Any balancing charges are calculated on the tax WDV (Written down value) which is shown on the tax computations rather than the accounts. The value in the accounts is not the same as the tax WDV. In essence, the tax WDV will be únil in any case as the assets are likely to have been fully claimed in the first year of purchase.

  7. #17

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    Default straight line is aggressive depreciation?

    Quote Originally Posted by Maslins View Post
    Bit confused by this comment.

    If disposing it and having a loss on disposal would make your company insolvent, then presumably if you'd had a more aggressive depreciation policy it would have been the same?

    Regardless, it still seems to me that assuming this is just standard contractor fixed assets (ie a laptop and maybe a mobile), then presumably the second hand value is hundreds rather than thousands...in which case it should be fairly trivial in the grand scheme of things and not something to get too worked up about.
    Is that a question? The accountant leaves the assets on the books for longer for little benefit. Straight line is more predictable with less admin at the end. I don't think the issue is all that complicated but seems to be very difficult to communicate and this accountant is being deliberately unable to understand simple requests. If you don't depreciate in a straight line way then you get left with assets forever on the books. It is probably helpful for accountants who want to keep clients but not good for Directors.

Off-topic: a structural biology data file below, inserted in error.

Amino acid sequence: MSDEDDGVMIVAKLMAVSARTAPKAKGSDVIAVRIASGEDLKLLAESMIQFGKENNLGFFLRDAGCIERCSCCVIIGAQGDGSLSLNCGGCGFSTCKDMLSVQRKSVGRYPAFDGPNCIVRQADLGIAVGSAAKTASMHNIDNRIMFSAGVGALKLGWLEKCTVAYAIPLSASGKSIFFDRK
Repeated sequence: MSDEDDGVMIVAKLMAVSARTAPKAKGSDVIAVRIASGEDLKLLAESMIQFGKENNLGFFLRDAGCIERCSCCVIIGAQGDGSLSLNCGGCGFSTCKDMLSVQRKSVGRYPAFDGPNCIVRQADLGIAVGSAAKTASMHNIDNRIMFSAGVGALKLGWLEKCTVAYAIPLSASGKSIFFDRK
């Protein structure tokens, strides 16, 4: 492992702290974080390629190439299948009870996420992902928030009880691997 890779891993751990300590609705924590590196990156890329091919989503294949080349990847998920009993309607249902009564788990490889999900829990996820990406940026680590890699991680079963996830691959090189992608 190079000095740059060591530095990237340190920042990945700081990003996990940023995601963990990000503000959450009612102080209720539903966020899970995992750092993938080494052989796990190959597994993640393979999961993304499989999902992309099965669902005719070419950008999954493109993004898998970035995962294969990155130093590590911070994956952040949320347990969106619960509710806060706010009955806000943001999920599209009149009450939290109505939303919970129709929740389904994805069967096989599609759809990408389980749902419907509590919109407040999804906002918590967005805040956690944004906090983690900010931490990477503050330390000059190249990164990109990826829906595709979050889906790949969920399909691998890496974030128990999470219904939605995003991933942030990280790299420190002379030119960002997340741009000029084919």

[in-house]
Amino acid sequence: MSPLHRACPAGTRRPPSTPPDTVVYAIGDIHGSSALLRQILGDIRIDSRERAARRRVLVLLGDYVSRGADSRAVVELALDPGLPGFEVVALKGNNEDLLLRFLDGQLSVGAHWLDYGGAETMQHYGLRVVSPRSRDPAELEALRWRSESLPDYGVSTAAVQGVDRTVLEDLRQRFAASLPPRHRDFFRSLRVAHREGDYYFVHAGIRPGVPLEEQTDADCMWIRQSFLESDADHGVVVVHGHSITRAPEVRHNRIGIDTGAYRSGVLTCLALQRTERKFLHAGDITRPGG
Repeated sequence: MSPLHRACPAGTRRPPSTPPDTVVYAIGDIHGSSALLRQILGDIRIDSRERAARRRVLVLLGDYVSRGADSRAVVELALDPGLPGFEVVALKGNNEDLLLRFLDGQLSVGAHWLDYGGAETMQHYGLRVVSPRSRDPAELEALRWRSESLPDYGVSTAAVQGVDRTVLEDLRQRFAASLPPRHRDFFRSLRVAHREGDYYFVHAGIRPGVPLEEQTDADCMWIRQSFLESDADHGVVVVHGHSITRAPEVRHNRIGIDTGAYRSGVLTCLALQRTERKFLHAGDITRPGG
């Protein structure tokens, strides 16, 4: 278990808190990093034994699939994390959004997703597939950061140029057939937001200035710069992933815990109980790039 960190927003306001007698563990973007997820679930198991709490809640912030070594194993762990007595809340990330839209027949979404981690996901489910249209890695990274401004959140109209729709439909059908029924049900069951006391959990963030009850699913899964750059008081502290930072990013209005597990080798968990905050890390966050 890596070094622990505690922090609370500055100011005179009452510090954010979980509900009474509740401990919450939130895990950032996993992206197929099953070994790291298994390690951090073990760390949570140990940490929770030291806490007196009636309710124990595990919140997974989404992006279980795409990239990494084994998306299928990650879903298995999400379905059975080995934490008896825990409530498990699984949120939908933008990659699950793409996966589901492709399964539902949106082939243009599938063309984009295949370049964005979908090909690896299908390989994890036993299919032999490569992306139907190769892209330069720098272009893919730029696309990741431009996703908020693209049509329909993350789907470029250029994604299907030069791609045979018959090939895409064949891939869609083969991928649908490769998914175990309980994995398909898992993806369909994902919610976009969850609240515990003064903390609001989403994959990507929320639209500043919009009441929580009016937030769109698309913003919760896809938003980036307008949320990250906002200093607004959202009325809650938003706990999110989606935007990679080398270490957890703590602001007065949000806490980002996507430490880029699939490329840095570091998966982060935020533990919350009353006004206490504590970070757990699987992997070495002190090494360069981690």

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    I'm not saying straight line is aggressive, but it seems your primary concern is that your assets are still showing a higher NBV when you want it to be (closer to) únil. A more aggressive depreciation policy would be one that reduced the NBV quicker.

    I don't anticipate for one second that the accountant is using reducing balance depreciation policy as a means of keeping you as a client longer. Clients can leave/close regardless of whether assets have a NBV or not.